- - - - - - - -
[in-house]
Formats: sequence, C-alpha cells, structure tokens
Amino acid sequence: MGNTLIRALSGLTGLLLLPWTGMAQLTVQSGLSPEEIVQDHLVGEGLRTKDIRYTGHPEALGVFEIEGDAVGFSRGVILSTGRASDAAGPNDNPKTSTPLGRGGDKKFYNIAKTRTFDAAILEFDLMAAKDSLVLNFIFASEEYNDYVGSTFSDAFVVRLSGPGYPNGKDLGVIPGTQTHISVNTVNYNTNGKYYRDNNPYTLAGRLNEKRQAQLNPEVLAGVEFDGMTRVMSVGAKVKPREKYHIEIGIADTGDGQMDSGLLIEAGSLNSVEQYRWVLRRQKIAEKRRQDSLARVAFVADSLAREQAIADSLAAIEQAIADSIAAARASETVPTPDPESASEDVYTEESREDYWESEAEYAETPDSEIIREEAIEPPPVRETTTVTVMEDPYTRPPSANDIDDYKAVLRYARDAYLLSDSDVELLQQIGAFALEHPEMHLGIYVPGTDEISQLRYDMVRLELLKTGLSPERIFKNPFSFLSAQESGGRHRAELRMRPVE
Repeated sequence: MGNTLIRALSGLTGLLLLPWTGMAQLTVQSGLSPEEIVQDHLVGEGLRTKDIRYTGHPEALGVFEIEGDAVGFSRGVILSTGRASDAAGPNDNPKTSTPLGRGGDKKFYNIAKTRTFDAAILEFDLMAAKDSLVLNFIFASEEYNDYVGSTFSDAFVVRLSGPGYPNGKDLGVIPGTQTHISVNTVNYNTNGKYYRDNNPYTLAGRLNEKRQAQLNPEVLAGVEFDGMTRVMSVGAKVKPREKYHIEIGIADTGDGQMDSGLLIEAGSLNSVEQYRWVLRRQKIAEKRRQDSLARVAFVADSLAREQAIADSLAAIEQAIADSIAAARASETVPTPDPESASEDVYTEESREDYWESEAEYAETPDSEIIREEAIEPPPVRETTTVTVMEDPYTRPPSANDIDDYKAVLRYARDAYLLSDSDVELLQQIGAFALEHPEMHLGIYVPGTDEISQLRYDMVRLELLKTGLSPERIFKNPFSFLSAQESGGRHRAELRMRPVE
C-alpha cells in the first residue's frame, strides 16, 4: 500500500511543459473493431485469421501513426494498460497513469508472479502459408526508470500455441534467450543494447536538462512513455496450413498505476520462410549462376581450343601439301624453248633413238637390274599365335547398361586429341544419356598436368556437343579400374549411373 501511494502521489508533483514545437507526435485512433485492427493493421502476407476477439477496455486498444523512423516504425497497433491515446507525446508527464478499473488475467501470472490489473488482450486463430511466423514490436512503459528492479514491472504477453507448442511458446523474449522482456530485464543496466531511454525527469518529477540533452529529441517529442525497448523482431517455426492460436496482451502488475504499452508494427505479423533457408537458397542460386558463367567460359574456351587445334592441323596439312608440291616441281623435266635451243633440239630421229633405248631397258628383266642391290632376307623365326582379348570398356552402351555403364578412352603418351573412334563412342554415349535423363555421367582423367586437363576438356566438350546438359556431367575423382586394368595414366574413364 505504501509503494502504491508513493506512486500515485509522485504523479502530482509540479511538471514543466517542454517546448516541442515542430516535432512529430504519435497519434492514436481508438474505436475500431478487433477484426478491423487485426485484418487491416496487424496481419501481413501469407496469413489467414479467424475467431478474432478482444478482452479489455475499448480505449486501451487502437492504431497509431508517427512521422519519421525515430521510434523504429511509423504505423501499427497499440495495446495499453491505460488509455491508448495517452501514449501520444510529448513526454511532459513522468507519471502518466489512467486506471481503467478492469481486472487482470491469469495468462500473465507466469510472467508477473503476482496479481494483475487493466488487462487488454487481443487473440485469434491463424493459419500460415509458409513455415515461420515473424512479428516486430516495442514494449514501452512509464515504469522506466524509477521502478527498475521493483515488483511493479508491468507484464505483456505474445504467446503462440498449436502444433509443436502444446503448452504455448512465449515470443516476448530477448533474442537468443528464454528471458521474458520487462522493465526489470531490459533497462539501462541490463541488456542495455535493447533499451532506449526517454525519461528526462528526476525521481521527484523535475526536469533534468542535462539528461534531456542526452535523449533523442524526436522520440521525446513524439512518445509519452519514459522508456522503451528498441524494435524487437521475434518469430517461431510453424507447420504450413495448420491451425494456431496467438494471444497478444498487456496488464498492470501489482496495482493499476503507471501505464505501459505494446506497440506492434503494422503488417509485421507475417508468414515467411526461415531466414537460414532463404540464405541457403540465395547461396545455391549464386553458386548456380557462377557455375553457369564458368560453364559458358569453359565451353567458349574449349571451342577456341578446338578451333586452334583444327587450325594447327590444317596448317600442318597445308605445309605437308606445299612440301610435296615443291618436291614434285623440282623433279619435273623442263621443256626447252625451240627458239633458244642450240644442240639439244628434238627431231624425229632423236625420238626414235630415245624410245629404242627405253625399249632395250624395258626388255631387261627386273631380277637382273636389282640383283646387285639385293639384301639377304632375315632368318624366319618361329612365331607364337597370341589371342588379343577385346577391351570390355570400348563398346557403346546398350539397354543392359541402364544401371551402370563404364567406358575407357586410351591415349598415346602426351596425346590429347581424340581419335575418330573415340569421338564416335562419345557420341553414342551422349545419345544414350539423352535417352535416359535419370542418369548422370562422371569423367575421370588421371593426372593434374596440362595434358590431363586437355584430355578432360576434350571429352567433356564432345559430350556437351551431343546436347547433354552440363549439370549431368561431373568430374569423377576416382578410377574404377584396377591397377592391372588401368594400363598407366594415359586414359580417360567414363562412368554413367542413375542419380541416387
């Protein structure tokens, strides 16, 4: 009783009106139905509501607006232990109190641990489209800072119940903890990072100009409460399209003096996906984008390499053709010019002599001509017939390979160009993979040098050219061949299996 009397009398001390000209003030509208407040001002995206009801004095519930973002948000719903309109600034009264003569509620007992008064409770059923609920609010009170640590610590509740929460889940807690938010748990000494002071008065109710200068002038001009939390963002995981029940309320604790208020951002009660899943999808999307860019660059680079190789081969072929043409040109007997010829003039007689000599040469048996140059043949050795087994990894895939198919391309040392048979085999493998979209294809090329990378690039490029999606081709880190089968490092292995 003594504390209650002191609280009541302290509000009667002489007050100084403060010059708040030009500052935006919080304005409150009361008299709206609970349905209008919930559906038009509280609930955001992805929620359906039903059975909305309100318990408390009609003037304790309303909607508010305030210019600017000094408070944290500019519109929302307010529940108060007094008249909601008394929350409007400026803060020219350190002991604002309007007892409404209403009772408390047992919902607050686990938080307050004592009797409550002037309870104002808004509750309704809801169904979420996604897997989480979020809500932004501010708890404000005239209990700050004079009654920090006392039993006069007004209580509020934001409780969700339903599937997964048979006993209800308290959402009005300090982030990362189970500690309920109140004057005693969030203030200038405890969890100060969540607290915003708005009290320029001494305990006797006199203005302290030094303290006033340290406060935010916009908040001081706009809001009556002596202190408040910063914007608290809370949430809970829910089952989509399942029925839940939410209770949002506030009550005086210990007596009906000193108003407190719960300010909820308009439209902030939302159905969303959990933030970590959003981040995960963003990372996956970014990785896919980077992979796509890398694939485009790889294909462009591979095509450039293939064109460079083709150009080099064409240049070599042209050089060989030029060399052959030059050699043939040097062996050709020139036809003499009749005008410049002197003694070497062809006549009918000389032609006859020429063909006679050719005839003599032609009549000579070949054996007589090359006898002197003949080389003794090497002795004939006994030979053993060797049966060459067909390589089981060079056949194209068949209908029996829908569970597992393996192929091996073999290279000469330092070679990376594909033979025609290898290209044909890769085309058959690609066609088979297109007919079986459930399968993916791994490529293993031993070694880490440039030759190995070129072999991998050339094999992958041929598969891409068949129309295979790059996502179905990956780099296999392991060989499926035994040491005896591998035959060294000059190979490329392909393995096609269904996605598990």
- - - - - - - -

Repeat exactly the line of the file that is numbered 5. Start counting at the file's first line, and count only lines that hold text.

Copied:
C-alpha cells in the first residue's frame, strides 16, 4: 500500500511543459473493431485469421501513426494498460497513469508472479502459408526508470500455441534467450543494447536538462512513455496450413498505476520462410549462376581450343601439301624453248633413238637390274599365335547398361586429341544419356598436368556437343579400374549411373 501511494502521489508533483514545437507526435485512433485492427493493421502476407476477439477496455486498444523512423516504425497497433491515446507525446508527464478499473488475467501470472490489473488482450486463430511466423514490436512503459528492479514491472504477453507448442511458446523474449522482456530485464543496466531511454525527469518529477540533452529529441517529442525497448523482431517455426492460436496482451502488475504499452508494427505479423533457408537458397542460386558463367567460359574456351587445334592441323596439312608440291616441281623435266635451243633440239630421229633405248631397258628383266642391290632376307623365326582379348570398356552402351555403364578412352603418351573412334563412342554415349535423363555421367582423367586437363576438356566438350546438359556431367575423382586394368595414366574413364 505504501509503494502504491508513493506512486500515485509522485504523479502530482509540479511538471514543466517542454517546448516541442515542430516535432512529430504519435497519434492514436481508438474505436475500431478487433477484426478491423487485426485484418487491416496487424496481419501481413501469407496469413489467414479467424475467431478474432478482444478482452479489455475499448480505449486501451487502437492504431497509431508517427512521422519519421525515430521510434523504429511509423504505423501499427497499440495495446495499453491505460488509455491508448495517452501514449501520444510529448513526454511532459513522468507519471502518466489512467486506471481503467478492469481486472487482470491469469495468462500473465507466469510472467508477473503476482496479481494483475487493466488487462487488454487481443487473440485469434491463424493459419500460415509458409513455415515461420515473424512479428516486430516495442514494449514501452512509464515504469522506466524509477521502478527498475521493483515488483511493479508491468507484464505483456505474445504467446503462440498449436502444433509443436502444446503448452504455448512465449515470443516476448530477448533474442537468443528464454528471458521474458520487462522493465526489470531490459533497462539501462541490463541488456542495455535493447533499451532506449526517454525519461528526462528526476525521481521527484523535475526536469533534468542535462539528461534531456542526452535523449533523442524526436522520440521525446513524439512518445509519452519514459522508456522503451528498441524494435524487437521475434518469430517461431510453424507447420504450413495448420491451425494456431496467438494471444497478444498487456496488464498492470501489482496495482493499476503507471501505464505501459505494446506497440506492434503494422503488417509485421507475417508468414515467411526461415531466414537460414532463404540464405541457403540465395547461396545455391549464386553458386548456380557462377557455375553457369564458368560453364559458358569453359565451353567458349574449349571451342577456341578446338578451333586452334583444327587450325594447327590444317596448317600442318597445308605445309605437308606445299612440301610435296615443291618436291614434285623440282623433279619435273623442263621443256626447252625451240627458239633458244642450240644442240639439244628434238627431231624425229632423236625420238626414235630415245624410245629404242627405253625399249632395250624395258626388255631387261627386273631380277637382273636389282640383283646387285639385293639384301639377304632375315632368318624366319618361329612365331607364337597370341589371342588379343577385346577391351570390355570400348563398346557403346546398350539397354543392359541402364544401371551402370563404364567406358575407357586410351591415349598415346602426351596425346590429347581424340581419335575418330573415340569421338564416335562419345557420341553414342551422349545419345544414350539423352535417352535416359535419370542418369548422370562422371569423367575421370588421371593426372593434374596440362595434358590431363586437355584430355578432360576434350571429352567433356564432345559430350556437351551431343546436347547433354552440363549439370549431368561431373568430374569423377576416382578410377574404377584396377591397377592391372588401368594400363598407366594415359586414359580417360567414363562412368554413367542413375542419380541416387